FedEx has been quite serious about adding electric vehicles to its fleet, saying in 2011 that it would more than double its number EV vehicles. Of course, all that meant was going from 19 to an expected 43, but it's the start of removing some tailpipes. Plus, with overall big green vehicle ambitions, FedEx

In some cases, going EV means using the Nissan NV200 EV prototype in London. In others, it means partnering with upstart Amp Motors to convert two 14,000-pound GVW trucks for FedEx to test in Washington, D.C. This proof of concept, all-electric step van could be a huge first step, as FedEx has said it hopes to convert 9,000 vehicles to EV power. Amp also has a contract with Navistar for a similar van project.

Steve Burns, Amp founder and president, sent an email to AutoblogGreen explaining why the company is interested in these sorts of delivery trucks:

As I know you are keenly aware, it has been a tough year for smaller EV companies (Aptera, Bright, Azure, Think) because the passenger EV market has been a bit slower to evolve than first thought. It is moving nicely, and is actually doing better than hybrids did in 2000 when they first came out, but it is proving to be a slow process to unwind 100 years of an oil based economy that is so tightly woven into the fabric of this great country.

To that end, we began to look for areas that might be more receptive to adapting EVs with our technology in the shorter term. Earlier adoption would provide both learnings and revenue while the passenger EV market to ramps up.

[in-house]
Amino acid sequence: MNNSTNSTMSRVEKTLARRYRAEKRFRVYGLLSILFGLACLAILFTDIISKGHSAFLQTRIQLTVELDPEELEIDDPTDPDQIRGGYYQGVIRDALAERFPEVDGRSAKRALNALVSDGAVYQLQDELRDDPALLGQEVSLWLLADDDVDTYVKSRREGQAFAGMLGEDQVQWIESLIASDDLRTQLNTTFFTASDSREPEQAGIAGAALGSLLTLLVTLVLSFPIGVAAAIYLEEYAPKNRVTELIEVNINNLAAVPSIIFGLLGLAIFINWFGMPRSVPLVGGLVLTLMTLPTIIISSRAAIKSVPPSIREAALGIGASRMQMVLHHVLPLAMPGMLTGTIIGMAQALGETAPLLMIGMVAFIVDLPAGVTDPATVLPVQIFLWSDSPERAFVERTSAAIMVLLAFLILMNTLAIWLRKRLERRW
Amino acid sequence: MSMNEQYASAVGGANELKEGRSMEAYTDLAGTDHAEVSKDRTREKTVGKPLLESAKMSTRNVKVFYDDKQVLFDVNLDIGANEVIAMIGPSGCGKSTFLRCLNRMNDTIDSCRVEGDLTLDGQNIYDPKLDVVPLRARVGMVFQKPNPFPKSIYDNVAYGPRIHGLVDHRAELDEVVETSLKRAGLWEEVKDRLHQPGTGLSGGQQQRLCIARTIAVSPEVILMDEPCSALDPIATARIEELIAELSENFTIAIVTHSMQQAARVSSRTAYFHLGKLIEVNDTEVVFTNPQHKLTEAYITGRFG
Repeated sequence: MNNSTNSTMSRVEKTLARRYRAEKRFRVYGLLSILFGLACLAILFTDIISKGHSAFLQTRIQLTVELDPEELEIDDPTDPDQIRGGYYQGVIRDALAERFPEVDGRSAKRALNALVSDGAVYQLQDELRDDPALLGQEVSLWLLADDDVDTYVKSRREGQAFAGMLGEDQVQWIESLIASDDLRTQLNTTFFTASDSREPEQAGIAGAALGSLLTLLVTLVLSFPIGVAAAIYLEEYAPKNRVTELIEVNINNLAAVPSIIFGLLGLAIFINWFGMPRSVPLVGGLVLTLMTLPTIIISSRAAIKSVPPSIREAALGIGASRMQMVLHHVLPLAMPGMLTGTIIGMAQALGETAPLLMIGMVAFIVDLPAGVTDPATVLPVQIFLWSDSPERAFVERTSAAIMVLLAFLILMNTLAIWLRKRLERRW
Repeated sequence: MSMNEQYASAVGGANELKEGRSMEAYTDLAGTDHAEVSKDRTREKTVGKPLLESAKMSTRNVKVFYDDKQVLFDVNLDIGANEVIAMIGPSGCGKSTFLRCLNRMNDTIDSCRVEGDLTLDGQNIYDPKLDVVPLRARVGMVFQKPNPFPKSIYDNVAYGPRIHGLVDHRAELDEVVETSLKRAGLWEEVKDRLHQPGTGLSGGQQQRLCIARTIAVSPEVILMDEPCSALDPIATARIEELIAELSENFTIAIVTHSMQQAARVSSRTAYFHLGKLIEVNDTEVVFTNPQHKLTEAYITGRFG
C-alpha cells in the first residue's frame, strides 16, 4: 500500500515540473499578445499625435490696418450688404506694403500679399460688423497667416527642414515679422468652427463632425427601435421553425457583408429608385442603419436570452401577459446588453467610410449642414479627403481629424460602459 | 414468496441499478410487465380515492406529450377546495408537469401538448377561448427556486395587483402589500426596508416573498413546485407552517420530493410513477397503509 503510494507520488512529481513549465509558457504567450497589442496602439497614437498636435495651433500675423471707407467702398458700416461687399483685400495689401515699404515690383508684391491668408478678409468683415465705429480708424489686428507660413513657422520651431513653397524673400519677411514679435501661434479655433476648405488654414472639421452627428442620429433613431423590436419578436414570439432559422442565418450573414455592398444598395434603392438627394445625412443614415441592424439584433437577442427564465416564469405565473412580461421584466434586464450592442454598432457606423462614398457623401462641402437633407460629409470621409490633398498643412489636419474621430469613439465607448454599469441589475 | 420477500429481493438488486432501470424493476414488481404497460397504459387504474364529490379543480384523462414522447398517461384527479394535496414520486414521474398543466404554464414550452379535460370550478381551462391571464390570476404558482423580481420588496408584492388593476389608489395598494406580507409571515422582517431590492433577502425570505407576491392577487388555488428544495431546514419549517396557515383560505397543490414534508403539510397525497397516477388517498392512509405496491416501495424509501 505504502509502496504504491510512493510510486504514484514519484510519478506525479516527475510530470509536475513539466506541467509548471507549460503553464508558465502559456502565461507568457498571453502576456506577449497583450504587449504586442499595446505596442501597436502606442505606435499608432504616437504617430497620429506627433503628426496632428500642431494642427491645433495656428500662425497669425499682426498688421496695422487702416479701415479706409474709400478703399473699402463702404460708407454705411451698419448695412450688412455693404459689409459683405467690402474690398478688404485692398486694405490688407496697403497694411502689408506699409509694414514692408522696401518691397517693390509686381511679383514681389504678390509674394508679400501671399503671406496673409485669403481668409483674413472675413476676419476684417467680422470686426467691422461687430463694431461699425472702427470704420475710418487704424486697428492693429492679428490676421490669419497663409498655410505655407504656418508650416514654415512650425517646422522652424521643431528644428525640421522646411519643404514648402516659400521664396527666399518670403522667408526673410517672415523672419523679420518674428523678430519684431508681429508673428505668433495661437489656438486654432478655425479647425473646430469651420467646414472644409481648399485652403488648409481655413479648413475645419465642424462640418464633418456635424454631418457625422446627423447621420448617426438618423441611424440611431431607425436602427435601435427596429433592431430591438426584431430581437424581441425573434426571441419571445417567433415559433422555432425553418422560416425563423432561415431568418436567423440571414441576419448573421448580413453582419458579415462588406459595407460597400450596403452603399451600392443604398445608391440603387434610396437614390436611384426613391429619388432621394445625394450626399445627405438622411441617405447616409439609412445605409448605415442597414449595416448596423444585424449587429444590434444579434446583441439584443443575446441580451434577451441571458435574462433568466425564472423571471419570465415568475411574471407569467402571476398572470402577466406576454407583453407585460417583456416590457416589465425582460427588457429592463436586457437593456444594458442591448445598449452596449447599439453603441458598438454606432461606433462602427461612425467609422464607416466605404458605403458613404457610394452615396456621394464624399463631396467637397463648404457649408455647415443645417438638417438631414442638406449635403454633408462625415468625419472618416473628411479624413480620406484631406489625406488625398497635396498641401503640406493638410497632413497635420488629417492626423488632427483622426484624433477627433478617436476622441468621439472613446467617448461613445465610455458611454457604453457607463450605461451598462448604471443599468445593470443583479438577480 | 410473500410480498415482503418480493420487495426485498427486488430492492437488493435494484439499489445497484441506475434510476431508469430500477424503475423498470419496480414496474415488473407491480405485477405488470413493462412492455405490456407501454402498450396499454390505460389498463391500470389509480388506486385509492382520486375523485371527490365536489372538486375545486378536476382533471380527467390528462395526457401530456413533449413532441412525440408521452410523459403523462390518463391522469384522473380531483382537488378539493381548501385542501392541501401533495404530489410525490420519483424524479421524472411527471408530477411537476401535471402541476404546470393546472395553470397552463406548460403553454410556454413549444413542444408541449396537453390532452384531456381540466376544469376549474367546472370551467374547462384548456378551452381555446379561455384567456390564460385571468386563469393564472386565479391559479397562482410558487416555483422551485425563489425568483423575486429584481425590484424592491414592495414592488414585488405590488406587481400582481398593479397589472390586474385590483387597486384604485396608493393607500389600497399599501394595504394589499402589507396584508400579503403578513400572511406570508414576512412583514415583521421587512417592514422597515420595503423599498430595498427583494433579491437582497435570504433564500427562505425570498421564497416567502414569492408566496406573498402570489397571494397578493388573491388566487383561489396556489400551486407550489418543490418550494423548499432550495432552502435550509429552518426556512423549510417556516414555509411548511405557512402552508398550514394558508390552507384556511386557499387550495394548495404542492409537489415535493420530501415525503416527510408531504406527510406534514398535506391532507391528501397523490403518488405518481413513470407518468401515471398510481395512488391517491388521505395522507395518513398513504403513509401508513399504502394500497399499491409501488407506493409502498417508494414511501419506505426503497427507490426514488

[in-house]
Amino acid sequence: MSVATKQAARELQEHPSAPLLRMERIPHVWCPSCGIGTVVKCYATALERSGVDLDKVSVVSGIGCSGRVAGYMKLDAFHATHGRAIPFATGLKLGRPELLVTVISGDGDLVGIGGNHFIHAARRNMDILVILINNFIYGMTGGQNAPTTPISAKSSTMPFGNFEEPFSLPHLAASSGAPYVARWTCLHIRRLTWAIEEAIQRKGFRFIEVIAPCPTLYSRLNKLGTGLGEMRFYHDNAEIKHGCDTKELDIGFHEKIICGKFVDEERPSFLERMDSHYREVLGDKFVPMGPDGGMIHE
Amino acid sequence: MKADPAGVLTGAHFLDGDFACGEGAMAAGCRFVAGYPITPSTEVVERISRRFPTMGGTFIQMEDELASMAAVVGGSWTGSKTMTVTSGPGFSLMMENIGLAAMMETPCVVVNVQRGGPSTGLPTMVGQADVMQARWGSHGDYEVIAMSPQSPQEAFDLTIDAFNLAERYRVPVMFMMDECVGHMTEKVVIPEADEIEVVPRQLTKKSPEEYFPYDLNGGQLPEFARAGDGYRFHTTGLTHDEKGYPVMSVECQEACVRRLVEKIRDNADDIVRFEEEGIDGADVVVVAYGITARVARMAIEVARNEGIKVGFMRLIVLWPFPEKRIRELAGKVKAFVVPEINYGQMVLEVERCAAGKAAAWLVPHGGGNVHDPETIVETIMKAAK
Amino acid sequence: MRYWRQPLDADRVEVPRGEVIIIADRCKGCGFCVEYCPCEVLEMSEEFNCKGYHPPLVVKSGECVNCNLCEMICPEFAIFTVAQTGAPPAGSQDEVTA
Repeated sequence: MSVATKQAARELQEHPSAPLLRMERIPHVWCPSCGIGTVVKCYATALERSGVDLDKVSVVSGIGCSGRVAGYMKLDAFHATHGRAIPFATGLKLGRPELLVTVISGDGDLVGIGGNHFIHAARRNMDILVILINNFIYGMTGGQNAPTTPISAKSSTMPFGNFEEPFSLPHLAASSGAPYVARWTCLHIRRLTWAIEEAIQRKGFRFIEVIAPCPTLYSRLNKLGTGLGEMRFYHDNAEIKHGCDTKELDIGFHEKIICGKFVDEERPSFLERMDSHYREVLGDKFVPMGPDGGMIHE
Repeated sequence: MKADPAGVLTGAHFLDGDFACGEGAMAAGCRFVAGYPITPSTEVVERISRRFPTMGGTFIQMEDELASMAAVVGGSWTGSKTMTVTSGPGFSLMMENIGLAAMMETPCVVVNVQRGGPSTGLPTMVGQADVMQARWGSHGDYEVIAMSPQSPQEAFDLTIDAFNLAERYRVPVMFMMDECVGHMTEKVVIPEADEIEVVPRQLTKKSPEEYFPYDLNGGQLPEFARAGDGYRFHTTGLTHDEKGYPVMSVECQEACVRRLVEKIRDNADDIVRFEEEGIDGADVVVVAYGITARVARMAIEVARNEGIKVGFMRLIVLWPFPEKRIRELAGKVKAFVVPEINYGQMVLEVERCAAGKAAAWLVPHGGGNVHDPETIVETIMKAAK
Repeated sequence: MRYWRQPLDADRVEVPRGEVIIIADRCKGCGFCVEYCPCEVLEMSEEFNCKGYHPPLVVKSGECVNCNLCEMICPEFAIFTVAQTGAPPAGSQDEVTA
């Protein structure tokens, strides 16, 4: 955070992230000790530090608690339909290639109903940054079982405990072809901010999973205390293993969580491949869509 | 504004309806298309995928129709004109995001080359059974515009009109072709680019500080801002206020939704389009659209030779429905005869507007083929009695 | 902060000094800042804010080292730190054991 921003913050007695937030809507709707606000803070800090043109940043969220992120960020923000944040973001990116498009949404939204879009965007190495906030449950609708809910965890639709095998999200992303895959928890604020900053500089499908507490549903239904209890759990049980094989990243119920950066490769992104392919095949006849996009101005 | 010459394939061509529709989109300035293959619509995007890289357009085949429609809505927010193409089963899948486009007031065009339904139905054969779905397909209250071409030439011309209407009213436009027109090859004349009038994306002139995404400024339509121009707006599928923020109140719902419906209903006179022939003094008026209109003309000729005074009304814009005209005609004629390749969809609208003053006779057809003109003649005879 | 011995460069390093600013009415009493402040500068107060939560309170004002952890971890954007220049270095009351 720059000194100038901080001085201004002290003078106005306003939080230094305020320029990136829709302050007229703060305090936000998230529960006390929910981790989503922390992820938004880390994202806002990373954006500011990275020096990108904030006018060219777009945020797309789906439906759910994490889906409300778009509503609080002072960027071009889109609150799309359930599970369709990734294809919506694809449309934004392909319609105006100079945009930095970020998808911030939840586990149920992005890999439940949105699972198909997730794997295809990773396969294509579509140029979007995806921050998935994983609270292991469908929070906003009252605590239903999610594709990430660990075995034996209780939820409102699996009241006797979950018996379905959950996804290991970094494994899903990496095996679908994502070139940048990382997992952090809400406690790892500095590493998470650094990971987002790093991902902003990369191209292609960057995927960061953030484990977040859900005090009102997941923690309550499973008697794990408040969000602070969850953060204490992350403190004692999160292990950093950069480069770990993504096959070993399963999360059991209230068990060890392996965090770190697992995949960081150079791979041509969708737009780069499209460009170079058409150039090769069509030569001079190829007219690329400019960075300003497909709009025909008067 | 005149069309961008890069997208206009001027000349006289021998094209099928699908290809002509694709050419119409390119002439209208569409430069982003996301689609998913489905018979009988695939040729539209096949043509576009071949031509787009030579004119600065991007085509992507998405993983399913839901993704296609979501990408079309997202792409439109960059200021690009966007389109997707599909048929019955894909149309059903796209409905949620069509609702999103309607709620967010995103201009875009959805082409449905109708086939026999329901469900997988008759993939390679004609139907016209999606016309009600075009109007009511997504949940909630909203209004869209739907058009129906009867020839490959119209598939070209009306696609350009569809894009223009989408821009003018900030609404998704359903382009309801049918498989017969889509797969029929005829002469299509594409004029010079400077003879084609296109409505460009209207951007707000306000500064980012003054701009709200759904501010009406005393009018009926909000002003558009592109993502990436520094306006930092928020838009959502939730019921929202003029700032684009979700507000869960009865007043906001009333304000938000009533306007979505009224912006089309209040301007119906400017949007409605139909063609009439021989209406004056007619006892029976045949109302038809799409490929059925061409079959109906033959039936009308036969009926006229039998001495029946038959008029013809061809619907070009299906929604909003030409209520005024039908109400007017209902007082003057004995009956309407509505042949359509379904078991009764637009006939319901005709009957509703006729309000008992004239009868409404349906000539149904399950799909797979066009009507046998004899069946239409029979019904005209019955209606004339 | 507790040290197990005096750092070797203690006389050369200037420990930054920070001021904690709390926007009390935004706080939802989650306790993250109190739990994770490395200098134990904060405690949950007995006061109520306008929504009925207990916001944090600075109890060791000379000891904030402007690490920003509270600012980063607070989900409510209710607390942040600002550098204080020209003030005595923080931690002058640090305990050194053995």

The two major factors that appear to influence EV adoption are:

1) Price
2) Limited Range

We looked for applications that got very poor gas mileage (so that the payback would be quicker) and traveled less than 100 miles per day so that range was not an issue. So, re-powering fleets that utilized larger vehicles for urban deliveries came into focus. And the clearest vehicles that emerged were the step vans used by the likes of FedEx, Navistar. The chassis and bodies on these types of vehicles are typically used for 20 years. So, removing the diesel based drivetrain and re-powering 10-year-old vehicles with all electric drivetrains looked to be the most cost effective manner to get tens of thousands of these vehicles converted from very dirty old style diesel to zero emission electrics. The key was to get the payback under 5 years. Preferably 4 years.

Our ML EV drivetrain pushes around a 5,000-pound vehicle spiritedly. So, the task of moving a 14,000-lb vehicle somewhat spiritedly was not too daunting of a task. So, essentially we utilized our dual Remy model model with large scale cells and our same control software/hardware and we had the formula and the price point.

In other Amp news, the company's first dealer had a launch party recently and, says Burns, "we are about to sign up our second dealer who is one of the top Mercedes-Benz dealers in the country."

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